Friday 28 June 2013

Blackberry. Big loss means even tougher times as shares tank. This is now about survival.

Blackberry (or Crackberry as it was known), I've been keeping an eye on and blogged about before. 

In July 2012 I thought they were in a death spiral then and this might give you background - 

The appointment of Alicia Keys as Global Creative Director was, well, a WTF moment -

The smartphone and playbook maker has been struggling for some time.... although poor results have been balanced with an optimism that things well get better.

Well they haven't. 

Today the share is tanking -25% on foot of results from the last quarter and optimism has waned - to say the least. Thorsten Heins the CEO isn't exactly Steve Jobs and I'm not sure anyway, that he's inspiring. Poor English under an accent is never good in the old communication stakes and a more polished spokesperson might have been a better idea.

They lost 84m dollars in Q1 and predicted more losses in Q2 expected. They have also scrapped plans to update their Playbook, an indication that they've given up the ghost on that too. And subscriber numbers were not disclosed either (although rumour has it, they're down by 4 million).

Although it has to be said, their Revenue was up +15% and their accumulated cash improved.

Blackberry have put their future on their BB10/Z10 smartphone which was late to the market and these results are the first full quarter where the device has been available. 

They shipped (which is different to "sold") 6.8m smartphones in the quarter which compares with Apple's 37million nevermind Samsung's 60 million-ish.

The critical issue here is that these results have disappointed in that they show no sign of a hoped-for turnaround. 

Blackberry was once a dominant brand in smartphones and simply it has been overtaken by innovation of the Iphone and Samsung and others. Leadership of the company was focused on cost-cutting rather than building better brands and are now paying a price.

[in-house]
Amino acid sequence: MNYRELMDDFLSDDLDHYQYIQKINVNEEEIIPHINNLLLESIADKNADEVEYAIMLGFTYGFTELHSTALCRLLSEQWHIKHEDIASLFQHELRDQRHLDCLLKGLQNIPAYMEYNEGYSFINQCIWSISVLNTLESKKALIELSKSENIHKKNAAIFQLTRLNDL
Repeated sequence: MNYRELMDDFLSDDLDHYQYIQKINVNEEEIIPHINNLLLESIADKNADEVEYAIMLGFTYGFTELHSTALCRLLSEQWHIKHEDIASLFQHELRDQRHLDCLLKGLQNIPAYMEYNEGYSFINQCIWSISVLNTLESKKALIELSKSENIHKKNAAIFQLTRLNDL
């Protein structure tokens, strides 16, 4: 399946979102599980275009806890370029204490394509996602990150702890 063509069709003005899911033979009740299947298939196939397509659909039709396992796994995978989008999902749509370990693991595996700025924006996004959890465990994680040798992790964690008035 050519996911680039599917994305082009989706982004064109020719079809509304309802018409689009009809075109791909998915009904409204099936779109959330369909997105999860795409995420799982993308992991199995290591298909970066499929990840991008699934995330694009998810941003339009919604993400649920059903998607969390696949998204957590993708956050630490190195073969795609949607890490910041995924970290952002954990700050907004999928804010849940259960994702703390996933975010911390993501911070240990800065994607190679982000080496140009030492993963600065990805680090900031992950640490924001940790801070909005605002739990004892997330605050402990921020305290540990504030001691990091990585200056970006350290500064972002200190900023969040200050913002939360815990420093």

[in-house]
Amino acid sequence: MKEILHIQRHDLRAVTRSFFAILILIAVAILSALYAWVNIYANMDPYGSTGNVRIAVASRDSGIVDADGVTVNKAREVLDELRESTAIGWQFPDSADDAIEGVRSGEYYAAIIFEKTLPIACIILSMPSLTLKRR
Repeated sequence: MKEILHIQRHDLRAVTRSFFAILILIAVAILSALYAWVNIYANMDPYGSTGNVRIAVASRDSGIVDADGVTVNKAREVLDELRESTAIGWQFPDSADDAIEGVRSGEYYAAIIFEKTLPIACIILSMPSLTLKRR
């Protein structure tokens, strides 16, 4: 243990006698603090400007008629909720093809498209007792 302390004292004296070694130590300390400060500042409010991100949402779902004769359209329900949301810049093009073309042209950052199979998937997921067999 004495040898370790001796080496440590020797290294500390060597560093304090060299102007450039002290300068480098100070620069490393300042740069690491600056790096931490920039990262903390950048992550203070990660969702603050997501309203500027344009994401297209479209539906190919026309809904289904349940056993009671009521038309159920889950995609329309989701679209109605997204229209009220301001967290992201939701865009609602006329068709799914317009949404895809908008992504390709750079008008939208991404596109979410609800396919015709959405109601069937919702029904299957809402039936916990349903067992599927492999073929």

With market chatter today negatively and the corresponding collapse in share price, will make this a really difficult period for them. Really difficult. Early share price rallies have been wiped out and more at issue has been the wipe-out of confidence.

Survival is now the watchword for the once great brand.

Monday 24 June 2013

The Guardian reveals Britain's GCHQ is the biggest spier of them all. They tap into fibre-optic cables called 'Tempora'. Extraordinary.

The Guardian is really on the spying case and has revealed that Britain's spy agency GCHQ has secretly gained access to cables which carry vast amounts of the world's phone/data traffic. They are literally, physically, tapping into those cables. 

It is also sharing that collected data with its friends in America, The NSA.

Codenamed Tempora, they've been drawing down the data from fibre-optic cables for some 18 months and it includes content of emails, all phone call data, facebook postings and data history (of visited websites). The disclosure comes from Edward Snowden.

Last year, the British were handling 600 million data "events" a day - that's a lot of data and probably makes them bigger spiers than any other country. It was done as the cables or pipes landed physically on British shores and with the co-operation clearly of commercial companies. All under the ongoing defence of the needs for 'national security' but one has the wonder if the biggest threat to national security is indeed the Government itself.

For example, one of the secret justifications by GCHQ outside of terrorism is "economic well-being" which covers a multitude. Perhaps currency trading? Market data? And the fact that they'll defend this by saying that they discard much of the data (which they do) it's because the documents reveal, that they simply don't have the resources - yet. Not because they want to discard it.

And it gives them the option to look back over discarded material when they need to.

There's no doubt now that the UK and US Governments have extensive digital spying networks on the privacy of their own citizens. Whilst few would disagree that the goal of preventing terrorism is worthy, few would agree that the use of data for political ends is. And these networks allow for that abuse.

Trust me too, this data is being used improperly and without control. Nixon had to break into the Watergate building, Obama and Cameron, don't. They just have to watch from behind their desks. Be sure, they are.